Solidarity 062, 18 November 2004

The most widespread racism is against gypsies

According to Understanding Prejudice, a major new study commissioned by the gay rights group Stonewall prejudice is rife in Britain. Two-thirds of white people in Britain admit to some prejudice, even if only casual or unintentional, against one or another or against several minority groups.

Industrial news in brief

Management has now been forced to recognise the GMB at Laing O’Rourke, where there is a dispute over new contracts. Previously, it had recognised only UCATT, which had agreed a new contract which slashed pay and conditions. Over 100 workers have now joined the GMB, which management initially barred from the big Channel Tunnel Rail Link site at King's Cross.

What Galloway admitted

The libel case against the Daily Telegraph brought by George Galloway MP has finally come to court. It will run in court for five days, from 16 November, and then there will probably be some delay until the judge’s verdict.

The Telegraph argues that it does not need to prove that what was written in official Iraqi documents which its correspondent David Blair claimed he found in Baghdad, but that it had a journalistic right and duty to publish the documents.

Nigerian general strike

Unions in Nigeria organised a general strike on 16 November after the government failed to cut petrol prices.

Workers were protesting at a 23% rise in petrol, diesel and kerosene prices in September. Unions said a government concession to cut kerosene prices was insufficient. A Nigerian court ruled against the strike but unions ignored the ruling.

A four-day nationwide strike in October shut down banks, businesses, shops and public services.

Korean civil servants' general strike

Korean civil servants’ in the Government Employees’ Union (KGEU) organised a general strike on 15 November as part of its fight against anti-union laws. The strike went ahead despite a police crackdown the week before.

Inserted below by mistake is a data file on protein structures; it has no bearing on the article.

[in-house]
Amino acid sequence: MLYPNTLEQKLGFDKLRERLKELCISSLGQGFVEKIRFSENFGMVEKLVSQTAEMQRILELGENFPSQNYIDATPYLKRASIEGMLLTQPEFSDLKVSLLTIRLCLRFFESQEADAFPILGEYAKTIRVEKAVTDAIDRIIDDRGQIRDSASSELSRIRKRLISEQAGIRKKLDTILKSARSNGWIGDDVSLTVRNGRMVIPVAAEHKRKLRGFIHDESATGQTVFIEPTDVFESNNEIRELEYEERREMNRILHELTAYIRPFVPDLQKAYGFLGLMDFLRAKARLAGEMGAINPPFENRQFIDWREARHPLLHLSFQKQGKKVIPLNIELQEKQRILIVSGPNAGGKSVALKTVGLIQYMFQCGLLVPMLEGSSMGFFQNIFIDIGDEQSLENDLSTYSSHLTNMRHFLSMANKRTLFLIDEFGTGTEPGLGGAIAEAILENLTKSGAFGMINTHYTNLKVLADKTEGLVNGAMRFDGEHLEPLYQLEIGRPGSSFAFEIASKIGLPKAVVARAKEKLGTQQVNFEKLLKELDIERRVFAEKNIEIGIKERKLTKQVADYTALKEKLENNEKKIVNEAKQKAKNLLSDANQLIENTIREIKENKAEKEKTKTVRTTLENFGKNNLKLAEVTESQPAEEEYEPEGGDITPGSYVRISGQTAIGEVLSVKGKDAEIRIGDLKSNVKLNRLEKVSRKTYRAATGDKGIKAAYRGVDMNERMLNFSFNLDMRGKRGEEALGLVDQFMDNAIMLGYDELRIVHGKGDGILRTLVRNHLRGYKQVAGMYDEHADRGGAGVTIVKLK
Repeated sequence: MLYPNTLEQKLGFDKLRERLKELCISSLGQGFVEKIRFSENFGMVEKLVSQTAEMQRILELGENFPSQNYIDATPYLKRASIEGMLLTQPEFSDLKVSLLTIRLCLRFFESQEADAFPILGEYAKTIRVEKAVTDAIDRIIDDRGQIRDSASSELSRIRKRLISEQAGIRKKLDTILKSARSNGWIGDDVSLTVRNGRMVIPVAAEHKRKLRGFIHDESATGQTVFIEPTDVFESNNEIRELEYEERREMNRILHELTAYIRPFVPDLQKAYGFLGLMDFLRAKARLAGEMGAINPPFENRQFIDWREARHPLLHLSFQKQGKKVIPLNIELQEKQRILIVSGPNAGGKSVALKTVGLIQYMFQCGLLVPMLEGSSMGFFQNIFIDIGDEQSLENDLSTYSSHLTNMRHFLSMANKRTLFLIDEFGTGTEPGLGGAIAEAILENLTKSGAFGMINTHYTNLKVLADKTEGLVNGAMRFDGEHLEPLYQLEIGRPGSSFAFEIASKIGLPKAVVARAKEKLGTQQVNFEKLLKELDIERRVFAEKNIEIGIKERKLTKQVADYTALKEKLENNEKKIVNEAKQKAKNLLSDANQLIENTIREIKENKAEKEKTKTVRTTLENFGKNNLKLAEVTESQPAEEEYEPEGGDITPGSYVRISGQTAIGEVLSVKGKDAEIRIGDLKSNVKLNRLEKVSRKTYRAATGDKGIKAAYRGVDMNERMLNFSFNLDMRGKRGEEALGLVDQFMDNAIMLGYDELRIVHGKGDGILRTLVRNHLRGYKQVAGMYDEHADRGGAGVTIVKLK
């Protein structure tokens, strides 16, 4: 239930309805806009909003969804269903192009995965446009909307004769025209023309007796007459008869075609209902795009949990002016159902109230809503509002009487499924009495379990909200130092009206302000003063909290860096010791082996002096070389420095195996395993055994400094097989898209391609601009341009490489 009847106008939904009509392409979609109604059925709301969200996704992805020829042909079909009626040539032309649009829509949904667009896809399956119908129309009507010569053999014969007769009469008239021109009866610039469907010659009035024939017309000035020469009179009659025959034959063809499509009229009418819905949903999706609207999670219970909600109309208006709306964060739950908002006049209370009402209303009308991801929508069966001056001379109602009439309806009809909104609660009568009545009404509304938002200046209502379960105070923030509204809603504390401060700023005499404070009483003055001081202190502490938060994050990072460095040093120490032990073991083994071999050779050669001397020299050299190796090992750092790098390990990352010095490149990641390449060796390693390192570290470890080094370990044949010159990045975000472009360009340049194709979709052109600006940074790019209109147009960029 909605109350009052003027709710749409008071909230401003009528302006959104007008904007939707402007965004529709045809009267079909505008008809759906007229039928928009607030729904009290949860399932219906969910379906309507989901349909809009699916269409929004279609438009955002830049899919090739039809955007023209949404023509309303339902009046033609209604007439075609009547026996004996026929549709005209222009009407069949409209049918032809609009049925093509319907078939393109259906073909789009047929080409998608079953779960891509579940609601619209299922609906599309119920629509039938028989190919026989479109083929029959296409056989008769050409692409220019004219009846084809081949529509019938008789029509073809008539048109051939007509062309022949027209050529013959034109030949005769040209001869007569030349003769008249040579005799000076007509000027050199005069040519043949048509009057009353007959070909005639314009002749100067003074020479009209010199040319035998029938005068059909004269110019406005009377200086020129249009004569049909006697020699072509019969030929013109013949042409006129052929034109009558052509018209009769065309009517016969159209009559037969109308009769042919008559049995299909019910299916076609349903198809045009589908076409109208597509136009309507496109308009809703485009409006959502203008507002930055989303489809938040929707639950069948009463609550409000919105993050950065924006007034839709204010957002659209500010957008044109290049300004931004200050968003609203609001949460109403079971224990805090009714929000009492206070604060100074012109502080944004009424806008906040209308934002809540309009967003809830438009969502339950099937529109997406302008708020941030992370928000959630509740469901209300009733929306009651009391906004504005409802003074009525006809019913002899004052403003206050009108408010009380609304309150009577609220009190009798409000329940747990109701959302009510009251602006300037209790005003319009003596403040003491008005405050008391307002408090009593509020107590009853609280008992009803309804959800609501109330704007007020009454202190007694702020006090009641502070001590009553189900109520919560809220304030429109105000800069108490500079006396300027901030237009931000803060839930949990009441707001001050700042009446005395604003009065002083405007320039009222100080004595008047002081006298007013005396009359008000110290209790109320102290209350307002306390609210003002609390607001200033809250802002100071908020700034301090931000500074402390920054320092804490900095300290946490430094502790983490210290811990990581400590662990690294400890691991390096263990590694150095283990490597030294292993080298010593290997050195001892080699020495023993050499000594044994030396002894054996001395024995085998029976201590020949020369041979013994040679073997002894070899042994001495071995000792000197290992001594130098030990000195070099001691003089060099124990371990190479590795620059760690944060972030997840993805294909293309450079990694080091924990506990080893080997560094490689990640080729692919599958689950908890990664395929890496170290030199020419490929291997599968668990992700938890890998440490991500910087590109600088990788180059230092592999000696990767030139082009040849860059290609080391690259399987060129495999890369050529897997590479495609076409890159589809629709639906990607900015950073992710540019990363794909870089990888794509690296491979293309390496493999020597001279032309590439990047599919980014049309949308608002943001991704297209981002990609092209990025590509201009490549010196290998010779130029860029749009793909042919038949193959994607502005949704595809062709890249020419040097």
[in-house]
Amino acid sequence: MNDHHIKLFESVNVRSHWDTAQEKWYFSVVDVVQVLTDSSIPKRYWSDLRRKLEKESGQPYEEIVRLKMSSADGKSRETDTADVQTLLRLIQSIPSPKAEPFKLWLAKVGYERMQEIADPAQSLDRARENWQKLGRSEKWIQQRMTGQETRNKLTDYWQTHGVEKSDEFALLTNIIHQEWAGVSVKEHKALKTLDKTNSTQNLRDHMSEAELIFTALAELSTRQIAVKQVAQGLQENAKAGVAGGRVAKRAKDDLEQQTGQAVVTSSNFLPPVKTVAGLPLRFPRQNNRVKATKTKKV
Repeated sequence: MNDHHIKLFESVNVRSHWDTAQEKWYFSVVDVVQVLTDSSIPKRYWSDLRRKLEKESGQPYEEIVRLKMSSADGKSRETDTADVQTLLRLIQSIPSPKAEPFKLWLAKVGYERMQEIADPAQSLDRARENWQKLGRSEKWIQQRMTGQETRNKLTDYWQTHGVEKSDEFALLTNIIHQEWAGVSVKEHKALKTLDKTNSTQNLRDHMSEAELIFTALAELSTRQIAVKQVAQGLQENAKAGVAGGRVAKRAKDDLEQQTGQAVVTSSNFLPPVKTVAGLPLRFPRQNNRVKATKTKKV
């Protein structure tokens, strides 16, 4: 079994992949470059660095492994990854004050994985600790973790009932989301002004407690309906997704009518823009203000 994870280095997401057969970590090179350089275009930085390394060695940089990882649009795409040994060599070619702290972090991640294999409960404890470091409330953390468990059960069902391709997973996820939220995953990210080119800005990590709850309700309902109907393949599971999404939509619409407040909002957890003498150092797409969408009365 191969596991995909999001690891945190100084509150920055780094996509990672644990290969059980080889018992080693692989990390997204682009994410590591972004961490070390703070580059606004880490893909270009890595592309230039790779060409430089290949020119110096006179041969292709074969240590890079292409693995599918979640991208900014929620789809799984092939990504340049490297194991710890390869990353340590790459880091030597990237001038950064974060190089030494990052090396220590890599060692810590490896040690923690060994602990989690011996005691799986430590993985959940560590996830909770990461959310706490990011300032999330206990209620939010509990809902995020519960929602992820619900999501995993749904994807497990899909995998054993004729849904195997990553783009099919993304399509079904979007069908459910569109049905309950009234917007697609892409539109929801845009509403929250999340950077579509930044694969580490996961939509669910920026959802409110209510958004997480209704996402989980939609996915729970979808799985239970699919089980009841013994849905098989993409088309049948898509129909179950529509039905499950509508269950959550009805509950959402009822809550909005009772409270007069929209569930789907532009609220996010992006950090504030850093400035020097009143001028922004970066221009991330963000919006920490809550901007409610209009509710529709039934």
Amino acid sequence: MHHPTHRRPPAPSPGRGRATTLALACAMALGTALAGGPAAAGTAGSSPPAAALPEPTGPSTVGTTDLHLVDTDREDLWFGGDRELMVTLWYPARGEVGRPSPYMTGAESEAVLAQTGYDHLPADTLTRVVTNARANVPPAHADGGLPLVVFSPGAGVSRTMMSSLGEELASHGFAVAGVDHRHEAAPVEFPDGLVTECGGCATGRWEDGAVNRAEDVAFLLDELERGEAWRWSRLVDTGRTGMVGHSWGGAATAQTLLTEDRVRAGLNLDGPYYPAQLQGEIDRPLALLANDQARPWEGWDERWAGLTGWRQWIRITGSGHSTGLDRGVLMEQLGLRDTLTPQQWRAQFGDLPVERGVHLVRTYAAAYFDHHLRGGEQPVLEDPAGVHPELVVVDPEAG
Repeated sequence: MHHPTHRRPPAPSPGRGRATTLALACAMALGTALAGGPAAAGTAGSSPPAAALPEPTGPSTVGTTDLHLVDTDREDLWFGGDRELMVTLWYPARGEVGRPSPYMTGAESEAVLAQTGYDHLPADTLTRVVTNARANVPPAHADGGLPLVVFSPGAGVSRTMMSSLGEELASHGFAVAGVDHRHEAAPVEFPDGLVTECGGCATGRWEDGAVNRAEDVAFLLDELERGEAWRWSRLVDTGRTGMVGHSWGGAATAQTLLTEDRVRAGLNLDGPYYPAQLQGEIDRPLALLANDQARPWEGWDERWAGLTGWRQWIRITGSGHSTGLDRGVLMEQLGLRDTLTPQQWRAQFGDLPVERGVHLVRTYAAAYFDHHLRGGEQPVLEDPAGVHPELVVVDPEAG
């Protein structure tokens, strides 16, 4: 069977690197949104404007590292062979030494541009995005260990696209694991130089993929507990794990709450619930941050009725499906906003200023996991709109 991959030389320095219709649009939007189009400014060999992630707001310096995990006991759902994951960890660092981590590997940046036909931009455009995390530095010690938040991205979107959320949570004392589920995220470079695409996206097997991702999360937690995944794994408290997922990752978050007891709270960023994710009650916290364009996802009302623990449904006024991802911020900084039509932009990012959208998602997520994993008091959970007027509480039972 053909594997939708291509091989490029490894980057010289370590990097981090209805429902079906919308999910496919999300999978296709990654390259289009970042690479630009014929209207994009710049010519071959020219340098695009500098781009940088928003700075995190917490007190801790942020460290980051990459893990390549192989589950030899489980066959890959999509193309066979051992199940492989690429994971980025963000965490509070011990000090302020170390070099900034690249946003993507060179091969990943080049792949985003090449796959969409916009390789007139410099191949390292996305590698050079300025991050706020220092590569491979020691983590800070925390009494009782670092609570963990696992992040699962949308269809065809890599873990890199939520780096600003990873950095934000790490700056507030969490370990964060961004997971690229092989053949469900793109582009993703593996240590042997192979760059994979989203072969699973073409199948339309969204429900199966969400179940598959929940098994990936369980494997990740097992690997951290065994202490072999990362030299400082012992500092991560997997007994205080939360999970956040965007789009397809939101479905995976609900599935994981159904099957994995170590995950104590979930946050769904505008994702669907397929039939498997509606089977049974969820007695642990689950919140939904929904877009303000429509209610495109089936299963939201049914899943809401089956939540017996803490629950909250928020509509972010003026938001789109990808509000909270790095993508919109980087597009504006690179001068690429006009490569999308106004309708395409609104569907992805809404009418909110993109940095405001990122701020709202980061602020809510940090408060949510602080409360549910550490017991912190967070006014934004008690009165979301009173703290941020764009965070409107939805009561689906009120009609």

The KGEU, which has 140,000 members out of 300,000 low-ranking civil service workers, is demanding the right to strike, which is prohibited for public servants in South Korea.

Chinese textile workers arrested

More than twenty worker activists at the former Tianwang Textile Factory in Xianyang city, Shaanxi Province, have been arrested by police after a seven week factory-wide strike by around 6,800 workers.

Neither the detainees’ names nor the charges on which they are being held are known. According to the China Labour Bulletin, Xianyang courts also issued a “wanted notice” for three other workers from the same factory.

US hotel workers demand boycott

Hotel workers have demanded a boycott of nine Los Angeles luxury hotels involved in a dispute with over wages, benefits and working conditions.

Nearly 3,000 hotel workers have been attempting to win a new union contract in the hotels who have now formed the Hotel Employers Council.

Tube strikes

Aslef, the train drivers’ union, has called 24-hour strikes by half the drivers on the Jubilee line on 4 and 24 December.

Working for 21 pence an hour (No, it’s not the Third World, it’s the UK)

“The Company doesn’t care if you are getting rubbish money. As long as you get the work done, you are out of sight, out of mind.”

The National Group on Homeworking (NGH) estimates that there are around one million industrial homeworkers in the UK. The products they pack, assemble or manufacture are diverse, ranging from clothing and footwear, electrical components through to car components and medical products.

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